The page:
Safer indigenous pork and healthier ethnic minorities in Vietnam by better management of parasitic food borne diseases

01/2018–12/2019

This third-party funded project is conducted in the framework of the BfR research programme on on human, animal and environmental health (One Health)

BMZ support programme: Small Grants

BMZ grant number: Contract number: 81219445; Project processing number: 16.7860.6-001.00

Project homepage: -

Project description

Recently, FAO/WHO listed the 'Top Ten' food-borne parasites of global concern in humans, with cysticercosis (Taenia solium) being ranked highest (1st) and trichinellosis (Trichinella spiralis) ranked 7th. Human cysticercosis is an under-recognized disease with a variety of clinical signs including epilepsy; trichinellosis causes diarrhoea followed by muscle pain and fever in humans. Both, if detected, can result in pork being condemned and lost from the food chain.

Pig production is an important livelihood activity for ethnic minorities in Vietnam. Both indigenous breeds and wild pigs have traditionally been kept under extensive management systems facing various challenges (e.g. government policies favouring exotic pigs).

The goal of the project is to assess and reduce both parasitic foodborne diseases (PFBD) in ethnic minorities of selected areas of Vietnam. Specific objectives include:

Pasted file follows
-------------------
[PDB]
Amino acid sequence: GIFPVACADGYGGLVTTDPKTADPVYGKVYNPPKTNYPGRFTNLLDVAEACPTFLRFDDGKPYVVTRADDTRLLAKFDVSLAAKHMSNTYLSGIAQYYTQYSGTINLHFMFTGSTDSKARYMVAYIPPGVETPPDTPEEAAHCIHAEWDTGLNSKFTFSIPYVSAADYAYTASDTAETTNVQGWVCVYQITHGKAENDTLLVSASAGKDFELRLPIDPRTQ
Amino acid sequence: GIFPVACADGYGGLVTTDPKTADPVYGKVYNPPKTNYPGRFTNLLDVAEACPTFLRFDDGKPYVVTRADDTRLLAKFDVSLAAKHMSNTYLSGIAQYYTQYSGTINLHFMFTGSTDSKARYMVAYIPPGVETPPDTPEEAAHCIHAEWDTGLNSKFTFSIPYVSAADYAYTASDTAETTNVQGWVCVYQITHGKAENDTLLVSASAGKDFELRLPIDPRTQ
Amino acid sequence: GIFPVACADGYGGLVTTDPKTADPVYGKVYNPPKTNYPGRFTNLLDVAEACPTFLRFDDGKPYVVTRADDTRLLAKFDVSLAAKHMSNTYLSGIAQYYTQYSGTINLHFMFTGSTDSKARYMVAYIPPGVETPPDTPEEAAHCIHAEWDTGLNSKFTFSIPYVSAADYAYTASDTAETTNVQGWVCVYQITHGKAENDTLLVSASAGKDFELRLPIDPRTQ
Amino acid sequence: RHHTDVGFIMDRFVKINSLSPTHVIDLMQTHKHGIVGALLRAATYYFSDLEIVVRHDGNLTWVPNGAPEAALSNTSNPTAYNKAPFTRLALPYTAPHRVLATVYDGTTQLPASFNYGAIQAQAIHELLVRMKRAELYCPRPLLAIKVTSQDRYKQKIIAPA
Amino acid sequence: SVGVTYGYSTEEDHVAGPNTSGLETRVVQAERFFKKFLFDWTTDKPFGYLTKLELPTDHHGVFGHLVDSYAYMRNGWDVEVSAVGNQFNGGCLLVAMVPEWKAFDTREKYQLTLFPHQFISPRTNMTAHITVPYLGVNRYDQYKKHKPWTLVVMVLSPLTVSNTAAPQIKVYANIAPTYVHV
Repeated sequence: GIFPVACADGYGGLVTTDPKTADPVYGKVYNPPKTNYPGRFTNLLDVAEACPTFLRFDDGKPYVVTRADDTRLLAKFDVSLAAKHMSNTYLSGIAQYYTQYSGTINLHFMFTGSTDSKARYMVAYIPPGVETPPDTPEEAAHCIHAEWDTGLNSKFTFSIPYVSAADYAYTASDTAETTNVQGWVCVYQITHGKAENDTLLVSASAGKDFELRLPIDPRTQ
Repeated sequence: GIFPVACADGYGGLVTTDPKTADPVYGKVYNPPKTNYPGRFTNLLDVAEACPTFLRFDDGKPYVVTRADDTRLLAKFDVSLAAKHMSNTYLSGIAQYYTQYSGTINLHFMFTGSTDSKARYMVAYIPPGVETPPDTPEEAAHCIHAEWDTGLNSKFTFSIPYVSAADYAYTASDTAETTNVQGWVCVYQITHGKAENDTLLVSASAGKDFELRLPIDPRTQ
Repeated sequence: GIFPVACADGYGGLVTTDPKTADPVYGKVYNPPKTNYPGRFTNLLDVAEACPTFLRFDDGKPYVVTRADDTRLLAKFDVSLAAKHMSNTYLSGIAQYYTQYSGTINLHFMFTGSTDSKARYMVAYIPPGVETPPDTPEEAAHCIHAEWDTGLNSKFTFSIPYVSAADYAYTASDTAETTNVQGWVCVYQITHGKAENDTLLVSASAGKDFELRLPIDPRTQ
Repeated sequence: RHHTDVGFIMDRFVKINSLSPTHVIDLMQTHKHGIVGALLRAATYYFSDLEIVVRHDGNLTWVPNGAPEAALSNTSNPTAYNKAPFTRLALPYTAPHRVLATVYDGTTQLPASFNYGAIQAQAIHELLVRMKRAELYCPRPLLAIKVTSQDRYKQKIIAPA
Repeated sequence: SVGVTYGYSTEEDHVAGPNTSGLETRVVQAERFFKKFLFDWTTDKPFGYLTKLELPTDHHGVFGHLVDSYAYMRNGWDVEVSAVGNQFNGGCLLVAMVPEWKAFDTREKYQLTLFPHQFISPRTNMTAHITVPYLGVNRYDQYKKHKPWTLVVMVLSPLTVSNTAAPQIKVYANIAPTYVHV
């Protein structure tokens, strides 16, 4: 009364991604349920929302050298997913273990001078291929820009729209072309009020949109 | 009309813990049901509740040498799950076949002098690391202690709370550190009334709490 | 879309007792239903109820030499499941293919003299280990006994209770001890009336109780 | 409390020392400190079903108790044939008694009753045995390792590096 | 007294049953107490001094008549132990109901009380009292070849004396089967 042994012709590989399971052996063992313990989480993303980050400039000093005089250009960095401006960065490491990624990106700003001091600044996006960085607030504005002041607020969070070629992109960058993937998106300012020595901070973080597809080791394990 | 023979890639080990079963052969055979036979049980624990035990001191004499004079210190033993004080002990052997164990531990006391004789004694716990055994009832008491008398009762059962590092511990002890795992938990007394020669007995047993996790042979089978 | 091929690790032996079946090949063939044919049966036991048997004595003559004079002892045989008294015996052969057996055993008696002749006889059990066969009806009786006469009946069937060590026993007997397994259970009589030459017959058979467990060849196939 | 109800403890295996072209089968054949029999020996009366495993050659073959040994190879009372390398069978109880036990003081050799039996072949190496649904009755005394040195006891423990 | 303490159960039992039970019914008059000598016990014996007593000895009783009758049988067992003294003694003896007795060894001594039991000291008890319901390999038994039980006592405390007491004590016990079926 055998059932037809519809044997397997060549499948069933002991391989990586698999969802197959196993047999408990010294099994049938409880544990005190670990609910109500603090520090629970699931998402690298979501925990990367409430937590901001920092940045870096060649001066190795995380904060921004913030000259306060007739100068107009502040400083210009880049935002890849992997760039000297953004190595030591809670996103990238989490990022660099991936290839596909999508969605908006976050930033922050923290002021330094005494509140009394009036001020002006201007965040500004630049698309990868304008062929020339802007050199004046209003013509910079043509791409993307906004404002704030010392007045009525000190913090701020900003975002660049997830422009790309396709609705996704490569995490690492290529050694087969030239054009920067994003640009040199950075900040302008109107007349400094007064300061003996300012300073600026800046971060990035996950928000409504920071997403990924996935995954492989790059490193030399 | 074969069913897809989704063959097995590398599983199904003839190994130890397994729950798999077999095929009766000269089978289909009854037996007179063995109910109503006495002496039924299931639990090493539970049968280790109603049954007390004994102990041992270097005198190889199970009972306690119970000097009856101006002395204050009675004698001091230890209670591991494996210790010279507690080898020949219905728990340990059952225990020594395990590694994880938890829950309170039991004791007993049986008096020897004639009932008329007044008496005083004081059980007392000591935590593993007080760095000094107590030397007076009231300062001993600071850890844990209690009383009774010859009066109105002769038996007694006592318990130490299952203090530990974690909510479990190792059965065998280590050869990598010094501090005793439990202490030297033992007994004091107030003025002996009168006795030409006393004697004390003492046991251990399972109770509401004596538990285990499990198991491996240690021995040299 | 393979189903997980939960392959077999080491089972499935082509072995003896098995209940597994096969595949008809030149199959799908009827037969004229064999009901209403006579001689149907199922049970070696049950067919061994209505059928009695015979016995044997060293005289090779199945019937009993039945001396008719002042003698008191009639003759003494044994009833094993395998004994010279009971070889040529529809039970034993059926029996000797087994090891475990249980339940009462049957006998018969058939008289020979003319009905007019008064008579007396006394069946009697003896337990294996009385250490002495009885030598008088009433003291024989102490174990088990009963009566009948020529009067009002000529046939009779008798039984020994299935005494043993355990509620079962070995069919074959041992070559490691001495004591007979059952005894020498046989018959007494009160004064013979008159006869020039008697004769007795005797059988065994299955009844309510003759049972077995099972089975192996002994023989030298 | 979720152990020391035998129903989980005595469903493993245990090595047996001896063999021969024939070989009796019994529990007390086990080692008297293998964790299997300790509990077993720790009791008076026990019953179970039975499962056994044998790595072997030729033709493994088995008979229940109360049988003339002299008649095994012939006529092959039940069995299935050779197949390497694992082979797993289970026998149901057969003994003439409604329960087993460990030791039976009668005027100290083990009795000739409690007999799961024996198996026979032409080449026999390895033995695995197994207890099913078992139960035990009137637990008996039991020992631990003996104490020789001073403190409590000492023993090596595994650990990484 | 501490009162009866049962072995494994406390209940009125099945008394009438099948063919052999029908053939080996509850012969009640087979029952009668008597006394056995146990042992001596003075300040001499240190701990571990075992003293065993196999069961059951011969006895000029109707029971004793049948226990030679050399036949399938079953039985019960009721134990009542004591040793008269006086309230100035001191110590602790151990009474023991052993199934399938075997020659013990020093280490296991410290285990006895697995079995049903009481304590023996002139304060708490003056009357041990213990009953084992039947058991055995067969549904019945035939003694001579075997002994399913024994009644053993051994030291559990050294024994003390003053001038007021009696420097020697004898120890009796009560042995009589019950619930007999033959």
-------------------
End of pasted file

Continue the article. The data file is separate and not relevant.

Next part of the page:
• To gather information on the presence of cysticercosis and/or trichinellosis in indigenous pigs and ethnic commune members based on serology and records (e.g. hospitals)
  • To determine the perception and awareness of indigenous pig farmers and other value chain actors on both PFBD
  • To address capacity gaps (e.g. meat inspection) and diagnostic difficulties (e.g. specificity of available commercial test) using improved diagnostic or rapid tests
  • To develop and test promising intervention to reduce both PFBD and promote a brand “Healthy livestock and people”.

The intervention incudes technologies such as a recently developed vaccine and a rapid test, both for cysticercoses in pigs. Beside this a commune based approach to reduce both PFBD using a One Health framework will be tested. The purpose of the project is to provide targeted producers and consumers in study sites with better knowledge on zoonoses and use interventions to reduce them.

BfR part of the project

  • Study visit of NIVR researcher at German partner institute
  • Training workshop at NIVR to implement and improve quality management and laboratory techniques, including screening and confirmatory tests for the detection of Trichinella from meat samples and serological tests for antibody detection.
  • Support NIVR in the confirmatory testing of Trichinella positive screening results.

Project partners

  • The International Livestock Research Institute (ILRI)
  • National Institute for Veterinary Research, NIVR, Vietnam
  • Hanoi University of Public Health, HUPH, Vietnam
  • FU Berlin

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